Layout of State Variables in Storage

State variables of contracts are stored in storage in a compact way such that multiple values sometimes use the same storage slot. Except for dynamically-sized arrays and mappings (see below), data is stored contiguously item after item starting with the first state variable, which is stored in slot 0. For each variable, a size in bytes is determined according to its type. Multiple, contiguous items that need less than 32 bytes are packed into a single storage slot if possible, according to the following rules:

  • The first item in a storage slot is stored lower-order aligned.
  • Value types use only as many bytes as are necessary to store them.
  • If a value type does not fit the remaining part of a storage slot, it is stored in the next storage slot.
  • Structs and array data always start a new slot and their items are packed tightly according to these rules.
  • Items following struct or array data always start a new storage slot.

For contracts that use inheritance, the ordering of state variables is determined by the C3-linearized order of contracts starting with the most base-ward contract. If allowed by the above rules, state variables from different contracts do share the same storage slot.

The elements of structs and arrays are stored after each other, just as if they were given as individual values.

Warning

When using elements that are smaller than 32 bytes, your contract’s gas usage may be higher. This is because the EVM operates on 32 bytes at a time. Therefore, if the element is smaller than that, the EVM must use more operations in order to reduce the size of the element from 32 bytes to the desired size.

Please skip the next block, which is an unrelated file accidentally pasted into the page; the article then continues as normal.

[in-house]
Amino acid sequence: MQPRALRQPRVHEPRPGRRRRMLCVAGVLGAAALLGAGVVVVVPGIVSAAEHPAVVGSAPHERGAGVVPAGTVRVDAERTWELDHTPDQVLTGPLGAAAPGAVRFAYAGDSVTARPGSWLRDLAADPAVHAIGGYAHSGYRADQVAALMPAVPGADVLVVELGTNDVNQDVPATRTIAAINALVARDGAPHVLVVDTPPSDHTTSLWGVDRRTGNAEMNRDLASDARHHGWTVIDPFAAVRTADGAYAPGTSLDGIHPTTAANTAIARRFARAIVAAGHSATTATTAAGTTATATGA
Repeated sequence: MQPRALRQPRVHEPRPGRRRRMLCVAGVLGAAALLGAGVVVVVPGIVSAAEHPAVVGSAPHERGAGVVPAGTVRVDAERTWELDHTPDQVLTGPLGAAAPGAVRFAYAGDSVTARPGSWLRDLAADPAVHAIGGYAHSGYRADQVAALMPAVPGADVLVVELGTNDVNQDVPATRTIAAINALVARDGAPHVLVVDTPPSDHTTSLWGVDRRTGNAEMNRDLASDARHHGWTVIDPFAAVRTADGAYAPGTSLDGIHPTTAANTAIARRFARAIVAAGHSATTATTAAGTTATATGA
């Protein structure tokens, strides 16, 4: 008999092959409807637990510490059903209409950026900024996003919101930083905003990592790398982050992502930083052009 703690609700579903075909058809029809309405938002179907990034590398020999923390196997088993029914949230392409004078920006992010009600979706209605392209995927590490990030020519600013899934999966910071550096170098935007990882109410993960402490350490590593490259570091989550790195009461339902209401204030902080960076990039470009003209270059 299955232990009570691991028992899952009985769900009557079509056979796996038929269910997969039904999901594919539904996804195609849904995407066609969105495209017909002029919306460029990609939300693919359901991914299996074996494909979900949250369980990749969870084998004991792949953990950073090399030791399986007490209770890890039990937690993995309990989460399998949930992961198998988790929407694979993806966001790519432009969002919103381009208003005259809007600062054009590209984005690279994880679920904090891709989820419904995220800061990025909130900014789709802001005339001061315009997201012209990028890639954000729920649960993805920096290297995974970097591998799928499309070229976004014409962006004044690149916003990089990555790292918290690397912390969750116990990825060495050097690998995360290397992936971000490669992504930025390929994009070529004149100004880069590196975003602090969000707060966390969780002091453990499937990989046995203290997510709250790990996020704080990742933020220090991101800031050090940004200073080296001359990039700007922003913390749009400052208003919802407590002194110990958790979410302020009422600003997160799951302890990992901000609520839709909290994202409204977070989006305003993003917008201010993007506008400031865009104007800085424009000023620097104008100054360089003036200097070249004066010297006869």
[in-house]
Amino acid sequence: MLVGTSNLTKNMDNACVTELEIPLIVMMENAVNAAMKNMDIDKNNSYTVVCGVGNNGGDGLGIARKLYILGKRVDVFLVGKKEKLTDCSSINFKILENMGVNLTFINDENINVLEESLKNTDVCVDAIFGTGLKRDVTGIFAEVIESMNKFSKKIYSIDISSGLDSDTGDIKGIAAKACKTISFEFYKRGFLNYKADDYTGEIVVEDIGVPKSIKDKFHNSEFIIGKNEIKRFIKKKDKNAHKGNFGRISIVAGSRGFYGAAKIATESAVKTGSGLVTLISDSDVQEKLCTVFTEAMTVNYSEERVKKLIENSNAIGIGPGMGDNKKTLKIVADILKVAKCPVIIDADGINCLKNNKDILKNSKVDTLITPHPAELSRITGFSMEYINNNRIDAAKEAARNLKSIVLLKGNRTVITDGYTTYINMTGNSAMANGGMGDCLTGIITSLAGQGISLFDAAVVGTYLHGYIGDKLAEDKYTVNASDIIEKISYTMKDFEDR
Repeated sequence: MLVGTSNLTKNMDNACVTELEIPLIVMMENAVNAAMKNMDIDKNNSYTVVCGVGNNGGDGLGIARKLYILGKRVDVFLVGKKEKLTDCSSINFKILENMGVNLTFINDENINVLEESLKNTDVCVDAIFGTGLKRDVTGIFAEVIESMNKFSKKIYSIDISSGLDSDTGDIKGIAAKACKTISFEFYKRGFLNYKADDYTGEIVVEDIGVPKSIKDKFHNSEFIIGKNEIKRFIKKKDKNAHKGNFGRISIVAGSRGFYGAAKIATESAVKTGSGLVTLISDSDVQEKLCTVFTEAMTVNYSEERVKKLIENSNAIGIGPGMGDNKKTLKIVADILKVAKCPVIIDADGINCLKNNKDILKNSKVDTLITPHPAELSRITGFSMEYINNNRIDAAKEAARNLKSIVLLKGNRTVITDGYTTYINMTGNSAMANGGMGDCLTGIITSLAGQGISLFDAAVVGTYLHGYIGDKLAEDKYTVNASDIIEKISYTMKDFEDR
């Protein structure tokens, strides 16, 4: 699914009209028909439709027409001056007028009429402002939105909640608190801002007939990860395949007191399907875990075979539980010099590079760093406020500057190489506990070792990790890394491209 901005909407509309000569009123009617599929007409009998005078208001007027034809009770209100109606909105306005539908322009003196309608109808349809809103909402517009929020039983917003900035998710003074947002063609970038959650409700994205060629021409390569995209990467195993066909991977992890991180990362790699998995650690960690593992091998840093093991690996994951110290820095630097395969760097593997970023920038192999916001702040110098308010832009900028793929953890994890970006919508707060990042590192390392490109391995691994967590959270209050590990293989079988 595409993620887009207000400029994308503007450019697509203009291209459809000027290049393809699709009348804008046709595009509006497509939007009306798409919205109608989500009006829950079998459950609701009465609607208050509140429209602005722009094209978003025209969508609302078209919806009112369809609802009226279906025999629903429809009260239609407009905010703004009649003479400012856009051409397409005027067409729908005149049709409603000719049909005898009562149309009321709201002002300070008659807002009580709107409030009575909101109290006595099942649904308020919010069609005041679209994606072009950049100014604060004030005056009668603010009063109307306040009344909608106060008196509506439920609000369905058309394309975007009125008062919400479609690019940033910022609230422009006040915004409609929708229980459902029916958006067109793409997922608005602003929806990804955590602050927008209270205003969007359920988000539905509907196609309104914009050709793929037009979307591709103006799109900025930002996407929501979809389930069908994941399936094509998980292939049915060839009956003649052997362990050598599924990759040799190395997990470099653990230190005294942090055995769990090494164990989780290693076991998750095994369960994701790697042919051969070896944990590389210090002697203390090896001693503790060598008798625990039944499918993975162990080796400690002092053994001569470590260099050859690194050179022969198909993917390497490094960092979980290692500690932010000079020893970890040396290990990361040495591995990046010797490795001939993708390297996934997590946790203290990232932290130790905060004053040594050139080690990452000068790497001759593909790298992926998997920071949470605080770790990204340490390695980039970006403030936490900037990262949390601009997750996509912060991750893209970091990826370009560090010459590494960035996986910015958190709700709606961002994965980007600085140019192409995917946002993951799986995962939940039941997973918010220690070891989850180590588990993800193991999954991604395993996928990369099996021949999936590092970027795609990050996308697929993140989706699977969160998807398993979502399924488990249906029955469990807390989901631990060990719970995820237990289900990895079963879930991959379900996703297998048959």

It might be beneficial to use reduced-size types if you are dealing with storage values because the compiler will pack multiple elements into one storage slot, and thus, combine multiple reads or writes into a single operation. If you are not reading or writing all the values in a slot at the same time, this can have the opposite effect, though: When one value is written to a multi-value storage slot, the storage slot has to be read first and then combined with the new value such that other data in the same slot is not destroyed.

When dealing with function arguments or memory values, there is no inherent benefit because the compiler does not pack these values.

Finally, in order to allow the EVM to optimize for this, ensure that you try to order your storage variables and struct members such that they can be packed tightly. For example, declaring your storage variables in the order of uint128, uint128, uint256 instead of uint128, uint256, uint128, as the former will only take up two slots of storage whereas the latter will take up three.

Note

The layout of state variables in storage is considered to be part of the external interface of Solidity due to the fact that storage pointers can be passed to libraries. This means that any change to the rules outlined in this section is considered a breaking change of the language and due to its critical nature should be considered very carefully before being executed.

Mappings and Dynamic Arrays

Due to their unpredictable size, mappings and dynamically-sized array types cannot be stored “in between” the state variables preceding and following them. Instead, they are considered to occupy only 32 bytes with regards to the rules above and the elements they contain are stored starting at a different storage slot that is computed using a Keccak-256 hash.

Assume the storage location of the mapping or array ends up being a slot p after applying the storage layout rules. For dynamic arrays, this slot stores the number of elements in the array (byte arrays and strings are an exception, see below). For mappings, the slot stays empty, but it is still needed to ensure that even if there are two mappings next to each other, their content ends up at different storage locations.

Array data is located starting at keccak256(p) and it is laid out in the same way as statically-sized array data would: One element after the other, potentially sharing storage slots if the elements are not longer than 16 bytes. Dynamic arrays of dynamic arrays apply this rule recursively. The location of element x[i][j], where the type of x is uint24[][], is computed as follows (again, assuming x itself is stored at slot p): The slot is keccak256(keccak256(p) + i) + floor(j / floor(256 / 24)) and the element can be obtained from the slot data v using (v >> ((j % floor(256 / 24)) * 24)) & type(uint24).max.